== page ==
AURORA, Colo. (AP/CBS4) – Former President Bill Clinton urged Democrats to ignore polls showing their party is unlikely to retain control of the U.S. Senate, telling a suburban Denver crowd Monday to resist cynicism and redouble their efforts to get out the vote.
Clinton said midterm elections in a president’s second term are dominated by appeals to vent frustration at the president by voting out others in his party. He accused Republicans of trying to get people to “just vote your fears and your anger.”
Clinton talked up Democratic Sen. Mark Udall, who is locked in a tough re-election contest against Republican Rep. Cory Gardner.
Clinton said Republican Senate hopefuls are asking voters to give them a six-year job as a way of showing dislike for a president who will be gone in two. Gardner, who has a narrow lead on Udall in many recent polls, frequently criticizes Udall for how often he sides with President Barack Obama.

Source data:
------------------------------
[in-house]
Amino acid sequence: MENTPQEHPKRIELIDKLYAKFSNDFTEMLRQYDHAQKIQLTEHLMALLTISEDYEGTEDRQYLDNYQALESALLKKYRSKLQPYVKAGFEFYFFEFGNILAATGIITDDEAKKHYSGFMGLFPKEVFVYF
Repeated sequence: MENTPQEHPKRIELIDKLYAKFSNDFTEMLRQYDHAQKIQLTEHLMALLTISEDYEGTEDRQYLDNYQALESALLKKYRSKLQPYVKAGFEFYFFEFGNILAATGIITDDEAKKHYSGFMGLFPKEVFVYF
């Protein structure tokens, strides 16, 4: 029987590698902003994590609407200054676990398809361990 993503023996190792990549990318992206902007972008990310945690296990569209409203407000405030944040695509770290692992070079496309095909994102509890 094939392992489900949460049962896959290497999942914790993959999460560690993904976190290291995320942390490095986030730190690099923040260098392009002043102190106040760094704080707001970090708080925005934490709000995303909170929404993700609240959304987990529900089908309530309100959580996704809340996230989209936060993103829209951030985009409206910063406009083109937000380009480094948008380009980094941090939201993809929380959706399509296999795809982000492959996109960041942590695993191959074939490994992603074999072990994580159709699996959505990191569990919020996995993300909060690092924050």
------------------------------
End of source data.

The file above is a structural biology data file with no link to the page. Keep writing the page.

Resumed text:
“It’s a pretty slick deal,” Clinton joked. “He wants to take Mark Udall off the ballot and put the president on the ballot.”
Democrats have sent their biggest names in recent weeks to rally support for Udall. Just last week, former first lady and Secretary of State Hillary Clinton, and first lady Michelle Obama traveled to Colorado to campaign for Udall.
Colorado’s race could decide whether Republicans or Democrats control the Senate.
“Control of the U.S. Senate hangs in the balance when it comes to this race right here,” Udall told the crowd. “This race is going to be close right through Nov. 4.”
Clinton also talked up Democratic Gov. John Hickenlooper, locked in a tough re-election battle of his own against Republican Bob Beauprez, and congressional hopeful Andrew Romanoff. Romanoff is trying to unseat three-term incumbent Republican Rep. Mike Coffman, who represents Aurora, just east of Denver.
Clinton talked about the improving economy and said conservatives see the midterm elections as a change to revive “trickle-down economics.”
“I don’t care what they tell you, that is what’s going to be on the ballot,” Clinton said.
Roughly 100,000 more voters have turned in ballots this election than in 2010, the last mid-term. Approximately 666,000 have voted out of 2.9 million total voters, a 23 percent turnout.
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